Looking ahead to Suzuka

Will Jenson Button announce his retirement in Suzuka? The question will come into focus during the Japanese Grand Prix. As trackside gossip suggests a possible TV future for the popular Briton, who has promised to walk away from F1 if he can’t stay at McLaren.

Lewis Hamilton's race in Singapore ended prematurely as his Mercedes dropped power alarmingly. However, Suzuka is expected to favour Mercedes, which should be happy news for Hamilton.   -  AP

McLaren driver Jenson Button, who has struggled all through the season, is expected to announce his retirement during the Japanese Grand Prix weekend.   -  REUTERS

One year on, Jules Bianchi's horrific crash that led to the Marussia driver's death, will be remembered at Suzuka.   -  AP

Red Bull's association with Renault is nearly over. The focus in Japan will be on the Milton Keynes-based outfit and its choice of engine for the next season.   -  AP

The five talking points ahead of the Japanese Grand Prix in Suzuka.

1. Have Mercedes lost their mojo?

So dominant have Mercedes become that one poor weekend in Singapore took the whole paddock by surprise. Whether that was down to the freak loss of a small metal clamp, which ended Lewis Hamilton’s race, or based on something more serious is open to question. While Hamilton has voiced concerns, the Suzuka circuit plays to Mercedes’ strengths much more than Singapore’s street circuit, where Ferrari’s Sebastian Vettel dominated last week.

2. Button pushing off?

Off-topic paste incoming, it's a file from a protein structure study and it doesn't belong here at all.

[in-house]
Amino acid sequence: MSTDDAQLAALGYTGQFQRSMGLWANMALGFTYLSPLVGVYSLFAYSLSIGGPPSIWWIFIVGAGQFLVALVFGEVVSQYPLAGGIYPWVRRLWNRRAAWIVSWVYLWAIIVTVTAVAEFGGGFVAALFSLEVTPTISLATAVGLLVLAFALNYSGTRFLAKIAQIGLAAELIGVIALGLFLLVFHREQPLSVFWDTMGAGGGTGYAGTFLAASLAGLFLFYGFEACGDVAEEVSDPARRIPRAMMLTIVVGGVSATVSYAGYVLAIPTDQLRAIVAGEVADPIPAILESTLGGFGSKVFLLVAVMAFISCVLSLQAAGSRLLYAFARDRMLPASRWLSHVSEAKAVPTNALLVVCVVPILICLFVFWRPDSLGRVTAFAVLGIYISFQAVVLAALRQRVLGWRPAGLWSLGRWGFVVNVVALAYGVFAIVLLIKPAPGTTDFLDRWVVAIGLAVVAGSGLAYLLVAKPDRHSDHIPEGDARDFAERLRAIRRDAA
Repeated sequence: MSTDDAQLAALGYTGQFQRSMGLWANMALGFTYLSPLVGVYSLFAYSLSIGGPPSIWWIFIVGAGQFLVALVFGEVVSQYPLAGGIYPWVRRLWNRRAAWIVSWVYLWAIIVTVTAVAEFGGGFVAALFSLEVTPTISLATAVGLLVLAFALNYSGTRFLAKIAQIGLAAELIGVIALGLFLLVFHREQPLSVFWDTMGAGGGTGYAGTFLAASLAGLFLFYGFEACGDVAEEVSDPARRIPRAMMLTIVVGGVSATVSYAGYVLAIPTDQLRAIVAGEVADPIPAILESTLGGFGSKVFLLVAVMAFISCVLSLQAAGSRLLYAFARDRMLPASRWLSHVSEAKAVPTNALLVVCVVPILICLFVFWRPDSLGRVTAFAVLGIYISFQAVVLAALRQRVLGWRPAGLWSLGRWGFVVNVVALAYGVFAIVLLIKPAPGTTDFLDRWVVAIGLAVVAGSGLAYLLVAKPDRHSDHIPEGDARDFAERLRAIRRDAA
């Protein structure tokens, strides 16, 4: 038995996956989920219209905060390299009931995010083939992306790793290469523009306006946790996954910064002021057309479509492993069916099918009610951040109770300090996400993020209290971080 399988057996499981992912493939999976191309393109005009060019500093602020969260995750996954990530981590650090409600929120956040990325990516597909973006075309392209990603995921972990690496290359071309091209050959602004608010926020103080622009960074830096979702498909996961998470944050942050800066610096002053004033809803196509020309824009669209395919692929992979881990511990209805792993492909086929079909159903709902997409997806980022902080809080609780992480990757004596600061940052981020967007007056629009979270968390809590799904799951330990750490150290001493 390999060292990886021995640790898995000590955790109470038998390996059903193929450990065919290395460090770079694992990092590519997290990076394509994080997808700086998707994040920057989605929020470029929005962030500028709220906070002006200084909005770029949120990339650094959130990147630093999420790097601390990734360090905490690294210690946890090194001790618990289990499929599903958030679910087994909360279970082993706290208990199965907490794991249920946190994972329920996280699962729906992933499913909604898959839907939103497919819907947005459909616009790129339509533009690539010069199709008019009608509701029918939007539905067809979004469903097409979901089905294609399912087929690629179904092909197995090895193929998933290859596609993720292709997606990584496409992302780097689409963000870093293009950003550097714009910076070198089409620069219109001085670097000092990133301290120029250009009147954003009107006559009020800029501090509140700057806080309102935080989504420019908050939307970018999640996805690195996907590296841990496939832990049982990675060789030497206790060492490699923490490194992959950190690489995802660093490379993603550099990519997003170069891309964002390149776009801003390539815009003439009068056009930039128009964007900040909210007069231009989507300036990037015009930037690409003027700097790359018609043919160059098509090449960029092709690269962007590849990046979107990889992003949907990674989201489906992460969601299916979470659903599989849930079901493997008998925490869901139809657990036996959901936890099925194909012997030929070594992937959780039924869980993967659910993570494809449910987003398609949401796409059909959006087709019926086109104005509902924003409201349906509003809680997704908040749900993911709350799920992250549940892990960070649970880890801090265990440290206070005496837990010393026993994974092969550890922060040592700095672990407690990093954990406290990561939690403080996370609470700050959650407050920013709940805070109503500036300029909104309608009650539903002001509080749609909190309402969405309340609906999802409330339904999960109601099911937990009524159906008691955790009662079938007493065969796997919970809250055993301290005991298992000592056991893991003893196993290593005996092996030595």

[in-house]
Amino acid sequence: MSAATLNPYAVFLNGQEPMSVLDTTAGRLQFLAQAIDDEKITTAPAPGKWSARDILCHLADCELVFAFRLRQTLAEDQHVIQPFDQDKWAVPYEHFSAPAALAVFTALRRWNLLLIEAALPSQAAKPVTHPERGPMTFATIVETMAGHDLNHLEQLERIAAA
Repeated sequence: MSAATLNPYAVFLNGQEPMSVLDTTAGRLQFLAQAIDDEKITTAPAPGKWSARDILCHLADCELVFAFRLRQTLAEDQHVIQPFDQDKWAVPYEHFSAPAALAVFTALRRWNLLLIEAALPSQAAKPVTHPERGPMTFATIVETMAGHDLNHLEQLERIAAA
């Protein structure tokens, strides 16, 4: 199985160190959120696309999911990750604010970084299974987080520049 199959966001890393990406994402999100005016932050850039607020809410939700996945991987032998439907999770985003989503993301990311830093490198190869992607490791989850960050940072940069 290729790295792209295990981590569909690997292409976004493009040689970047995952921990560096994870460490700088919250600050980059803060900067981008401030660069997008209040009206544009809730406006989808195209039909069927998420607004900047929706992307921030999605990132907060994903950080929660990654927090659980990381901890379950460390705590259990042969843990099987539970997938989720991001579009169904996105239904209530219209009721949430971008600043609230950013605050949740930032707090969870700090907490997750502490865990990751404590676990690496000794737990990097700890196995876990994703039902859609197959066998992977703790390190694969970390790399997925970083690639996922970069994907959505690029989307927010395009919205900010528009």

McLaren’s Jenson Button is widely reported to be about to announce his retirement in Japan, the home country of his wife, Jessica, and Honda, his team’s engine supplier. The 2009 world champion has been in contract renewal negotiations with his long-time employers, who have struggled this season and currently lie ninth in the Constructors’ Standings. Trackside gossip suggests a possible TV future for the popular Briton, who has promised to walk away from F1 if he can’t stay at McLaren.

3. Stalling the engine

Engine-supplier Renault’s impending divorce from long-time partner Red Bull will be in focus, as will the French company’s attempt to buy Lotus and set up a works team. Meanwhile Red Bull are now jockeying to team up with a new engine-maker, with Ferrari considered the best – and perhaps, only – option.

4. Remembering Bianchi

One year on from Jules Bianchi’s crash, commemorations will be in evidence at a sombre edition of the Japanese Grand Prix. Manor, the Frenchman’s former team, have promised to mark the event privately, but expect an outpouring from drivers and fans for the 25-year-old Frenchman, who eventually died from his injuries in July.

5. Track security

Japanese organisers will be keen to avoid the mistakes of Singapore, where a fan was allowed to wander onto the track mid-race and cross right in front of startled race-leader Vettel. A 27-year-old British man has been arrested and charged over the track incursion, a rare and extremely dangerous event in F1.